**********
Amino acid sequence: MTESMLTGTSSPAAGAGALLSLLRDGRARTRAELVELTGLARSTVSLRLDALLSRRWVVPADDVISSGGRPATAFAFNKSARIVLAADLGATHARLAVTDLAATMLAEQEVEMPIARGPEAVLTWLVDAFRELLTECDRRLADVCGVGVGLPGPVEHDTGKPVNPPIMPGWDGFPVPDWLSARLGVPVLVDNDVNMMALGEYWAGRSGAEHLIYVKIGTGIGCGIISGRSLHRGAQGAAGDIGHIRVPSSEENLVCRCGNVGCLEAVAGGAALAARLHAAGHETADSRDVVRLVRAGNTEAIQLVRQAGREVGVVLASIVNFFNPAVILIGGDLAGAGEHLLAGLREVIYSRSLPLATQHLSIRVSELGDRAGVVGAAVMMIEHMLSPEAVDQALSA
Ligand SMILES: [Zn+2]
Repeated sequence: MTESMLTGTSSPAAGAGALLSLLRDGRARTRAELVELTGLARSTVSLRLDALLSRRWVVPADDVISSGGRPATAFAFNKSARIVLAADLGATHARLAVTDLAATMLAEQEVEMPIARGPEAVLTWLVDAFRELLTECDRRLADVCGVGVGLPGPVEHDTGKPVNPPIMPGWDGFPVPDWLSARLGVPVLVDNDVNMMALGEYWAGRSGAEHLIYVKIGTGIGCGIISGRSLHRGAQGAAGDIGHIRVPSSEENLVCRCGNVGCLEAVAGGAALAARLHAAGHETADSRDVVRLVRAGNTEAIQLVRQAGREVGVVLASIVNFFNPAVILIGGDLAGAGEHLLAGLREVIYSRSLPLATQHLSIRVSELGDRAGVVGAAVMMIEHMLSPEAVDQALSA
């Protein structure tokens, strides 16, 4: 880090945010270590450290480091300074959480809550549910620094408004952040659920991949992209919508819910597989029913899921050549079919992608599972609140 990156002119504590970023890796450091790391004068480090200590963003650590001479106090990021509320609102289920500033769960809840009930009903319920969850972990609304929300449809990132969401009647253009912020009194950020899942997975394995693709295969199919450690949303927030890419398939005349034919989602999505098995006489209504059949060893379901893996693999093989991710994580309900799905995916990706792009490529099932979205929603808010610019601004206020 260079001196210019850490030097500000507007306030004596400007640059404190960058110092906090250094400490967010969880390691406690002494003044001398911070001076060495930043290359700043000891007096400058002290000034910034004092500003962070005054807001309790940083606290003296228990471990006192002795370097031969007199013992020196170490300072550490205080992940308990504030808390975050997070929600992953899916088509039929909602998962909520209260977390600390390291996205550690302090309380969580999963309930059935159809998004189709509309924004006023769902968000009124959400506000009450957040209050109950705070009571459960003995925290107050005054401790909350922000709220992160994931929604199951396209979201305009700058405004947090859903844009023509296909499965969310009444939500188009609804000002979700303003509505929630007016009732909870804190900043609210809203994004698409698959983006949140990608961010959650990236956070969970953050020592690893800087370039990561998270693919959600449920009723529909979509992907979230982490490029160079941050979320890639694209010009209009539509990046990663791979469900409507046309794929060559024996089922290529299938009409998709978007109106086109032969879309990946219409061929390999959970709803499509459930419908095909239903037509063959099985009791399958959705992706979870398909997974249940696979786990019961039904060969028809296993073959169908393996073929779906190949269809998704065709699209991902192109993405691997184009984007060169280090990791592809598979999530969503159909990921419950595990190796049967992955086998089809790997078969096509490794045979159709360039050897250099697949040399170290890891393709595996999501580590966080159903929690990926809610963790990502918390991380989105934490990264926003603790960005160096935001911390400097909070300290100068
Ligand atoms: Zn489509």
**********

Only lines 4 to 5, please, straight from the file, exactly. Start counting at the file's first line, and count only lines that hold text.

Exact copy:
């Protein structure tokens, strides 16, 4: 880090945010270590450290480091300074959480809550549910620094408004952040659920991949992209919508819910597989029913899921050549079919992608599972609140 990156002119504590970023890796450091790391004068480090200590963003650590001479106090990021509320609102289920500033769960809840009930009903319920969850972990609304929300449809990132969401009647253009912020009194950020899942997975394995693709295969199919450690949303927030890419398939005349034919989602999505098995006489209504059949060893379901893996693999093989991710994580309900799905995916990706792009490529099932979205929603808010610019601004206020 260079001196210019850490030097500000507007306030004596400007640059404190960058110092906090250094400490967010969880390691406690002494003044001398911070001076060495930043290359700043000891007096400058002290000034910034004092500003962070005054807001309790940083606290003296228990471990006192002795370097031969007199013992020196170490300072550490205080992940308990504030808390975050997070929600992953899916088509039929909602998962909520209260977390600390390291996205550690302090309380969580999963309930059935159809998004189709509309924004006023769902968000009124959400506000009450957040209050109950705070009571459960003995925290107050005054401790909350922000709220992160994931929604199951396209979201305009700058405004947090859903844009023509296909499965969310009444939500188009609804000002979700303003509505929630007016009732909870804190900043609210809203994004698409698959983006949140990608961010959650990236956070969970953050020592690893800087370039990561998270693919959600449920009723529909979509992907979230982490490029160079941050979320890639694209010009209009539509990046990663791979469900409507046309794929060559024996089922290529299938009409998709978007109106086109032969879309990946219409061929390999959970709803499509459930419908095909239903037509063959099985009791399958959705992706979870398909997974249940696979786990019961039904060969028809296993073959169908393996073929779906190949269809998704065709699209991902192109993405691997184009984007060169280090990791592809598979999530969503159909990921419950595990190796049967992955086998089809790997078969096509490794045979159709360039050897250099697949040399170290890891393709595996999501580590966080159903929690990926809610963790990502918390991380989105934490990264926003603790960005160096935001911390400097909070300290100068
Ligand atoms: Zn489509």